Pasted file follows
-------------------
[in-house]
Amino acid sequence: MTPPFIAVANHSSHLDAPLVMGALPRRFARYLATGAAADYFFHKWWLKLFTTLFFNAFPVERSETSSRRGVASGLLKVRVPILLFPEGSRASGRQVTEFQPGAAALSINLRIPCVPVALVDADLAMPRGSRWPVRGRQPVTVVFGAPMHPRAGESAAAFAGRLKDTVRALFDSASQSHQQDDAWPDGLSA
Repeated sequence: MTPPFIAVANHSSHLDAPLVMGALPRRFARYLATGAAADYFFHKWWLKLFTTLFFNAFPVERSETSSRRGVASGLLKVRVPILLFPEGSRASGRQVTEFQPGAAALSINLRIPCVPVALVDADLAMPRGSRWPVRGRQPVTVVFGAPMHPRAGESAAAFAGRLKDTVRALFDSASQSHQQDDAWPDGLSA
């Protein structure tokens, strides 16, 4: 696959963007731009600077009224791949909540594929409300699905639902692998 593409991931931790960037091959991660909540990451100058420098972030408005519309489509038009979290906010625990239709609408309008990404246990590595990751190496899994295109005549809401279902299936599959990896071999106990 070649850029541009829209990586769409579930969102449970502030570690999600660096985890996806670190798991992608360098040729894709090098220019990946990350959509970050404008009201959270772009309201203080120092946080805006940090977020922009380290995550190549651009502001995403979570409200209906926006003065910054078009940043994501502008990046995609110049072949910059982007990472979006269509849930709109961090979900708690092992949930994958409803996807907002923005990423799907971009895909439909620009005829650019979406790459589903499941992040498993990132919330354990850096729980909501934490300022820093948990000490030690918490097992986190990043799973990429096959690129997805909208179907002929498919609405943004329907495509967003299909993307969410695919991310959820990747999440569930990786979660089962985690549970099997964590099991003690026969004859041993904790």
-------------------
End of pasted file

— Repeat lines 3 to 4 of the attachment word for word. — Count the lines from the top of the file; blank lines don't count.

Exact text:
Repeated sequence: MTPPFIAVANHSSHLDAPLVMGALPRRFARYLATGAAADYFFHKWWLKLFTTLFFNAFPVERSETSSRRGVASGLLKVRVPILLFPEGSRASGRQVTEFQPGAAALSINLRIPCVPVALVDADLAMPRGSRWPVRGRQPVTVVFGAPMHPRAGESAAAFAGRLKDTVRALFDSASQSHQQDDAWPDGLSA
């Protein structure tokens, strides 16, 4: 696959963007731009600077009224791949909540594929409300699905639902692998 593409991931931790960037091959991660909540990451100058420098972030408005519309489509038009979290906010625990239709609408309008990404246990590595990751190496899994295109005549809401279902299936599959990896071999106990 070649850029541009829209990586769409579930969102449970502030570690999600660096985890996806670190798991992608360098040729894709090098220019990946990350959509970050404008009201959270772009309201203080120092946080805006940090977020922009380290995550190549651009502001995403979570409200209906926006003065910054078009940043994501502008990046995609110049072949910059982007990472979006269509849930709109961090979900708690092992949930994958409803996807907002923005990423799907971009895909439909620009005829650019979406790459589903499941992040498993990132919330354990850096729980909501934490300022820093948990000490030690918490097992986190990043799973990429096959690129997805909208179907002929498919609405943004329907495509967003299909993307969410695919991310959820990747999440569930990786979660089962985690549970099997964590099991003690026969004859041993904790």